One essential element of 18 U.S.C. § 1955 is that the gambling business conducted by the defendants be in violation of the law of the state in which it is conducted. It is agreed that the trial court did instruct the jury that "you have to find a violation of the law of a state to start with." It is also agreed that the trial court did instruct the jury that "gambling is an offense under the laws of Utah." Quarry's complaint is that the trial court did not go further and define the word "gambling" as that word is defined by Utah statute. We do not agree that the failure to set out in the jury instructions the Utah gambling statutes In haec verba, or to paraphrase them, necessarily warrants reversal.
Although it does not appear in the present record, it is agreed that Quarry's counsel made no objection to the instructions given the jury, nor did he tender any instructions defining the word "gambling," be it in the words of the Utah statutes, or otherwise. In such circumstance counsel necessarily relies on the plain error rule. We find no such plain error.
We agree that failure by a trial court to instruct a jury as to the essential elements of the crime charged generally amounts to plain error. Screws v. United States, 325 U.S. 91, 65 S.Ct. 1031, 89 L.Ed. 1495 (1946). However, here it is agreed that the jury was instructed that in order to convict the defendants of a violation of 18 U.S.C. § 1955, the jury must first find that their activities violated laws of the State of Utah. Hence, Screws is not controlling.
A case quite similar to the instant one is United States v. Crockett, 506 F.2d 759 (5th Cir.), Cert. denied, 423 U.S. 824, 96 S.Ct. 37, 46 L.Ed.2d 40 (1975). Crockett involved a criminal prosecution under 18 U.S.C. § 1955. The trial judge there instructed the jury that a commercial gambling establishment was in violation of Georgia law. The trial judge, however, did not read the Georgia statute on gambling to the jury, nor did he paraphrase it. Defense counsel did not offer any instruction setting forth the statutory definition of gambling. Nevertheless, on appeal defense counsel argued that the failure to give such an instruction constituted plain error. In rejecting this argument, the Fifth Circuit held that the failure to define words of "common understanding, such as 'commercial gambling,' 'keeping a gambling place,' and 'gambling,' did not even constitute 'reversible error,' let alone 'plain error.' "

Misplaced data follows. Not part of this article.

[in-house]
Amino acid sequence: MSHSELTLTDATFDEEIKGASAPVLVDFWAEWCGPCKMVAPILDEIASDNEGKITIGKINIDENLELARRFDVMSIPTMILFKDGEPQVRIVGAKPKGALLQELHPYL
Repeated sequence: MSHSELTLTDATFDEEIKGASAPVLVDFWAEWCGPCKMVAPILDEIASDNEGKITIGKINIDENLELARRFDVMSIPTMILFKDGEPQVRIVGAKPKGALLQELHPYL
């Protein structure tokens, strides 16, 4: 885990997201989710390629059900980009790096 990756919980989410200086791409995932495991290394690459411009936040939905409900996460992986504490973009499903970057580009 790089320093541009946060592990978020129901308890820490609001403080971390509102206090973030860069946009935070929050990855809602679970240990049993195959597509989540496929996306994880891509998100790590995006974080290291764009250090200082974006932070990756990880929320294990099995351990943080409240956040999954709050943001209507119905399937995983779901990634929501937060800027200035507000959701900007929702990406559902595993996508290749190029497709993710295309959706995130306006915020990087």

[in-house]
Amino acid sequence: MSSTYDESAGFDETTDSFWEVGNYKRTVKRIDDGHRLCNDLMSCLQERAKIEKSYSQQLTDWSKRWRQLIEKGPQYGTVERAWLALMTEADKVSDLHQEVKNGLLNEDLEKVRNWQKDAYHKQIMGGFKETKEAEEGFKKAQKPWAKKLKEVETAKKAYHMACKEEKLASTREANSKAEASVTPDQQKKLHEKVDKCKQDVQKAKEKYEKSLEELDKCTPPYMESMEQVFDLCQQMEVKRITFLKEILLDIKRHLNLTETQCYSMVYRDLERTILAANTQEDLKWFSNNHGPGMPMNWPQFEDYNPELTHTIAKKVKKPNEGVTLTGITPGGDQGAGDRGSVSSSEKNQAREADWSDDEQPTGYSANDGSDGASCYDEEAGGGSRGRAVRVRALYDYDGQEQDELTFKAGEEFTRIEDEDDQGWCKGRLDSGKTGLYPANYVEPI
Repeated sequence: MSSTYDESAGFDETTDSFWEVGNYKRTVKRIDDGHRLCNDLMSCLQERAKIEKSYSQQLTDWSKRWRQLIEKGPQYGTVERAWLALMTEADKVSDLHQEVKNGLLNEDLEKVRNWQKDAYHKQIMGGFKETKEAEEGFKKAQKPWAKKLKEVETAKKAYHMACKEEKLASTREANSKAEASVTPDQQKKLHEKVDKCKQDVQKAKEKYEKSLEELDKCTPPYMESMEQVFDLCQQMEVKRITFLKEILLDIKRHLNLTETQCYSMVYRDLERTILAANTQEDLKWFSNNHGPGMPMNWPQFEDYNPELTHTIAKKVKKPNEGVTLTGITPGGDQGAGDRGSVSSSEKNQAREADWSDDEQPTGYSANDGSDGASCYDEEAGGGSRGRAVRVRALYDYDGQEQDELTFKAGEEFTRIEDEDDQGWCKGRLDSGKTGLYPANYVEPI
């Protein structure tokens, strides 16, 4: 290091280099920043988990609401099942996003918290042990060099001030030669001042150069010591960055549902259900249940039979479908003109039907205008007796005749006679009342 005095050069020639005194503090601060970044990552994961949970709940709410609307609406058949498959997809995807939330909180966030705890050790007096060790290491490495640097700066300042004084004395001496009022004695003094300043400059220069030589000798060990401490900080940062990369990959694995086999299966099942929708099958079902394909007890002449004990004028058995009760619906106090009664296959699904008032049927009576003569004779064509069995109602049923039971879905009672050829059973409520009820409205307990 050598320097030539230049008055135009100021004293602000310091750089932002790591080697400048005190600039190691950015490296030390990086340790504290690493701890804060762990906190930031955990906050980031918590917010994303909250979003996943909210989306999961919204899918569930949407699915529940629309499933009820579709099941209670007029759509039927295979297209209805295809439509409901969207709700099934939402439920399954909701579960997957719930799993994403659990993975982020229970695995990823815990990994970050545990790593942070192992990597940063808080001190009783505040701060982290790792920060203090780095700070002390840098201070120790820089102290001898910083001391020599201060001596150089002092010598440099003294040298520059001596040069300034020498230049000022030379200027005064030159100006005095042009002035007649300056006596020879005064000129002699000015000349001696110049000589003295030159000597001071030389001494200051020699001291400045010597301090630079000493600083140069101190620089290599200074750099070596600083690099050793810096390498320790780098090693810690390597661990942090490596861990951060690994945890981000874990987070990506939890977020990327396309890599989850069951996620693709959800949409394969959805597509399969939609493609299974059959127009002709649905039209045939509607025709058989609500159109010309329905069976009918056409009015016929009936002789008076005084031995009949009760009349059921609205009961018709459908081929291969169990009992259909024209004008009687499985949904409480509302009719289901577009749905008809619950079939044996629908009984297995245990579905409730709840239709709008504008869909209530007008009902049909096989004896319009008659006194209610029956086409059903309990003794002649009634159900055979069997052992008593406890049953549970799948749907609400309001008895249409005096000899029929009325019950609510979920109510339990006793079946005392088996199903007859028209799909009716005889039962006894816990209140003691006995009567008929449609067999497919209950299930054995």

The rationale of Crockett is persuasive, and we hold that the failure of the trial court in the instant case to give the jury the statutory definition of gambling does not under the circumstances constitute plain error. The trial court, as indicated, did advise the jury that gambling is illegal under the law of Utah. It is agreed that such is a correct statement. The jury was also advised that one essential element in 18 U.S.C. § 1955 is that the defendant's actions must constitute a violation of Utah law. It was then up to the jury to determine whether Quarry, and the others, had violated Utah law. We fail to see that the trial judge usurped any function of the jury.
The instructions in any case must be viewed in factual context. As indicated, we do not have any transcript of testimony. However, we are advised, and it apparently is not in dispute, that Quarry headed up a large-scale gambling operation involving the placing of bets on football games through the use of "PQ" football betting cards and grossed over $4,000 per week. Even defense counsel does not suggest that Quarry's actions did not in fact violate Utah law.
Under all of these circumstances, any possible error by the trial court is only technical and harmless error, not plain error, and could not have affected the outcome of the trial.